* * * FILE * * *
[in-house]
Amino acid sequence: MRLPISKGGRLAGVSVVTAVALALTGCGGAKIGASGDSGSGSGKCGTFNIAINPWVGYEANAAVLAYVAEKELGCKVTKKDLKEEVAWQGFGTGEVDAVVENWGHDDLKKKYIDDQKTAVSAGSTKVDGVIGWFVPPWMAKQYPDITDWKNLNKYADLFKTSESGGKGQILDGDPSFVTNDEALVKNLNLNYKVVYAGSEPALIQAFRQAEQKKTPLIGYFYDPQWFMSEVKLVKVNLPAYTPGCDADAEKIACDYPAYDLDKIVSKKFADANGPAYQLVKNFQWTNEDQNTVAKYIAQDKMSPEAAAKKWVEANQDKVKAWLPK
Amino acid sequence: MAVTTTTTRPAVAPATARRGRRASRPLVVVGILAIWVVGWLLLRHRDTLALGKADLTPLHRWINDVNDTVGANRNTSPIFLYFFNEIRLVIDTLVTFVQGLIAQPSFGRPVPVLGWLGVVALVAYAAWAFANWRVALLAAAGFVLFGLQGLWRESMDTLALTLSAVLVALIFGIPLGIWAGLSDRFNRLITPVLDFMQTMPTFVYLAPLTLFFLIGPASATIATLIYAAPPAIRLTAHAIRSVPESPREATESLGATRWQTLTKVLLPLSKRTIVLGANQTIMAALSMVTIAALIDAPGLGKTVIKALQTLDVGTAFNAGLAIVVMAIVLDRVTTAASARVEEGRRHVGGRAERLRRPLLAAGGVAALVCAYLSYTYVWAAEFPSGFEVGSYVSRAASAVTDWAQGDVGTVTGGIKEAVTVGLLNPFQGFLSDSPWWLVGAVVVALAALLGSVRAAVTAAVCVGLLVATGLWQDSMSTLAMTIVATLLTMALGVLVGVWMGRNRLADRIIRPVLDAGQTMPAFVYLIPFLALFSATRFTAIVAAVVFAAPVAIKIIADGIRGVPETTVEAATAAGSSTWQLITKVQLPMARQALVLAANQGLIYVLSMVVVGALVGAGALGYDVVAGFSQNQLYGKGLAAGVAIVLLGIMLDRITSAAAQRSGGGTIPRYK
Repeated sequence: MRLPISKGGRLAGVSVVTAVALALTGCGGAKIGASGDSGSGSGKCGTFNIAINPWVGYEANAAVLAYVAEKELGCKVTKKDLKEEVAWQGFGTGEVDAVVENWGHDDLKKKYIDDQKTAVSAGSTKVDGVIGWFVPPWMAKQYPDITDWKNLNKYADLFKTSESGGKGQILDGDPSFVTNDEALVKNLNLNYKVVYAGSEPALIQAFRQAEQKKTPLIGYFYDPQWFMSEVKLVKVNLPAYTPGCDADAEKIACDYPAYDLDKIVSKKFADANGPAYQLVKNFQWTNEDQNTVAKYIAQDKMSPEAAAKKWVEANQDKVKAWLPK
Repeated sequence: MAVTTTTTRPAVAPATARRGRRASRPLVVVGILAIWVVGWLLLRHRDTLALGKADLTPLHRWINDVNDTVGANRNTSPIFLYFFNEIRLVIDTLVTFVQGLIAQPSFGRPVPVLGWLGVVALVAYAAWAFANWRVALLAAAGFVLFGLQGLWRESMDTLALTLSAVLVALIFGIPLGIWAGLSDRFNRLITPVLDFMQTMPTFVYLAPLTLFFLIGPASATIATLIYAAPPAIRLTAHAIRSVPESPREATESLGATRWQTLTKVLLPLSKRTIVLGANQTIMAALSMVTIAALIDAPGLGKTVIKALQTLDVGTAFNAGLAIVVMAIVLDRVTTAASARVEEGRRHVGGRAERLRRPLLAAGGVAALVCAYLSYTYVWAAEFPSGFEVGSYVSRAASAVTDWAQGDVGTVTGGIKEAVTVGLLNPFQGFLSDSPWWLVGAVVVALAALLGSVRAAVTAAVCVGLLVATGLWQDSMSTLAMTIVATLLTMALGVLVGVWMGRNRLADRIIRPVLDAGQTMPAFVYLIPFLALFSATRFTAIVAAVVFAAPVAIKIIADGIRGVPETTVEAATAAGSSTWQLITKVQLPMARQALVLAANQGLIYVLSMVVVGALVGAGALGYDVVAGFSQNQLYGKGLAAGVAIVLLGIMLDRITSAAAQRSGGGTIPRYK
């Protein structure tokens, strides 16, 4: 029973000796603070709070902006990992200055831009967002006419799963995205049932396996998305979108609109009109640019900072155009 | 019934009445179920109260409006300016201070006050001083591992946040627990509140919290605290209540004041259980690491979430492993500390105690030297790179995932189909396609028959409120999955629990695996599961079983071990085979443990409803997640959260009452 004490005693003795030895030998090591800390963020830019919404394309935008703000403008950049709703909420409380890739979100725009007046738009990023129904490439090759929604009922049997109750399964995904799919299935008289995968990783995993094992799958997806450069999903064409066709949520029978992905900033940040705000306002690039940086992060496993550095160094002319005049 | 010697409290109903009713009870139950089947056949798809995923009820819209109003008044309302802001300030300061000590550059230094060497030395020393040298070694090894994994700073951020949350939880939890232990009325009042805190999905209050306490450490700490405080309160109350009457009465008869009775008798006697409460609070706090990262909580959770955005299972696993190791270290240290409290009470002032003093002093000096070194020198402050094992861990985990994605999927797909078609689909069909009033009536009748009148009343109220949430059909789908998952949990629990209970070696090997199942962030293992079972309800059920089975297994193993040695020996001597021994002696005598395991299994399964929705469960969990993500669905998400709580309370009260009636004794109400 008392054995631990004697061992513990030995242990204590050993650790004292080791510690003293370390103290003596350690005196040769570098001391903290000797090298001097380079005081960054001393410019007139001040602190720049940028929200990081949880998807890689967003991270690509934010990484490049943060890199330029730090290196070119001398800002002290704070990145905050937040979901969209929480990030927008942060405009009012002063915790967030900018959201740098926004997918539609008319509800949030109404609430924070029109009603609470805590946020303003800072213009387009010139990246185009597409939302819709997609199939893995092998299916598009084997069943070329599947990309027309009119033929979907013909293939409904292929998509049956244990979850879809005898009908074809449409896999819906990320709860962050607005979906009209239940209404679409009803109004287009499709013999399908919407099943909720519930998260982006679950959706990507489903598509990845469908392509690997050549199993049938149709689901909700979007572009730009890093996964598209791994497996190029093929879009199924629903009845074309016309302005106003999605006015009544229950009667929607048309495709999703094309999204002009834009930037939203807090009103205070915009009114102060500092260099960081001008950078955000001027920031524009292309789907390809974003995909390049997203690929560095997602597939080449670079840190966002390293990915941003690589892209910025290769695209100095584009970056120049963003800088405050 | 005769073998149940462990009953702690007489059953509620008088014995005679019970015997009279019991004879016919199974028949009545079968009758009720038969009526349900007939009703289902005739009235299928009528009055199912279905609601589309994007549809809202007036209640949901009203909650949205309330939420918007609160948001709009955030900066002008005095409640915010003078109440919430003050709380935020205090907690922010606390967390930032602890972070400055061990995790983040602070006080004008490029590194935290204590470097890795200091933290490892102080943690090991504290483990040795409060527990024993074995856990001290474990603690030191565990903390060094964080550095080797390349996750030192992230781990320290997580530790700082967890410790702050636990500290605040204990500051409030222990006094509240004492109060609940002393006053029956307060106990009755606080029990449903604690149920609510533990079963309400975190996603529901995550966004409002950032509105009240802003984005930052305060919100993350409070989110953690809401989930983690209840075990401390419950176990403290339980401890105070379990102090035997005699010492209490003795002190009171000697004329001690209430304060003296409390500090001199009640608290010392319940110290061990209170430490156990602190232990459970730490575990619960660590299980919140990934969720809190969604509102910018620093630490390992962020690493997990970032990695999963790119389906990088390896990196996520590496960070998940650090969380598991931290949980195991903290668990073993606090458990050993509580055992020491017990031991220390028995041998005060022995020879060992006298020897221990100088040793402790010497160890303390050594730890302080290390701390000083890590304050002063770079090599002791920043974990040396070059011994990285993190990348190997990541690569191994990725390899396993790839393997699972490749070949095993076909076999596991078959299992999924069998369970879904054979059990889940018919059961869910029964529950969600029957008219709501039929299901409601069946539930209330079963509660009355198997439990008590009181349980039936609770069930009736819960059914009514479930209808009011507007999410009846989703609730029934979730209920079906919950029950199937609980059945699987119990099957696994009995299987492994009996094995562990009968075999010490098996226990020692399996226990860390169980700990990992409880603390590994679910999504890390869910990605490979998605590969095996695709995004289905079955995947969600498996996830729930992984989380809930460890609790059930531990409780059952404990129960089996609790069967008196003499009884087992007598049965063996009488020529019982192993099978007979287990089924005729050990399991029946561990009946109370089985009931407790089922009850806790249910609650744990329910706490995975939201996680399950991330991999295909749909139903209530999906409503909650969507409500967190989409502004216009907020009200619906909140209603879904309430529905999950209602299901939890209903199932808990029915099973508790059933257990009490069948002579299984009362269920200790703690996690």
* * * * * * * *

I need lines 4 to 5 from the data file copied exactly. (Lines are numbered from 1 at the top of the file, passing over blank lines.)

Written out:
Repeated sequence: MRLPISKGGRLAGVSVVTAVALALTGCGGAKIGASGDSGSGSGKCGTFNIAINPWVGYEANAAVLAYVAEKELGCKVTKKDLKEEVAWQGFGTGEVDAVVENWGHDDLKKKYIDDQKTAVSAGSTKVDGVIGWFVPPWMAKQYPDITDWKNLNKYADLFKTSESGGKGQILDGDPSFVTNDEALVKNLNLNYKVVYAGSEPALIQAFRQAEQKKTPLIGYFYDPQWFMSEVKLVKVNLPAYTPGCDADAEKIACDYPAYDLDKIVSKKFADANGPAYQLVKNFQWTNEDQNTVAKYIAQDKMSPEAAAKKWVEANQDKVKAWLPK
Repeated sequence: MAVTTTTTRPAVAPATARRGRRASRPLVVVGILAIWVVGWLLLRHRDTLALGKADLTPLHRWINDVNDTVGANRNTSPIFLYFFNEIRLVIDTLVTFVQGLIAQPSFGRPVPVLGWLGVVALVAYAAWAFANWRVALLAAAGFVLFGLQGLWRESMDTLALTLSAVLVALIFGIPLGIWAGLSDRFNRLITPVLDFMQTMPTFVYLAPLTLFFLIGPASATIATLIYAAPPAIRLTAHAIRSVPESPREATESLGATRWQTLTKVLLPLSKRTIVLGANQTIMAALSMVTIAALIDAPGLGKTVIKALQTLDVGTAFNAGLAIVVMAIVLDRVTTAASARVEEGRRHVGGRAERLRRPLLAAGGVAALVCAYLSYTYVWAAEFPSGFEVGSYVSRAASAVTDWAQGDVGTVTGGIKEAVTVGLLNPFQGFLSDSPWWLVGAVVVALAALLGSVRAAVTAAVCVGLLVATGLWQDSMSTLAMTIVATLLTMALGVLVGVWMGRNRLADRIIRPVLDAGQTMPAFVYLIPFLALFSATRFTAIVAAVVFAAPVAIKIIADGIRGVPETTVEAATAAGSSTWQLITKVQLPMARQALVLAANQGLIYVLSMVVVGALVGAGALGYDVVAGFSQNQLYGKGLAAGVAIVLLGIMLDRITSAAAQRSGGGTIPRYK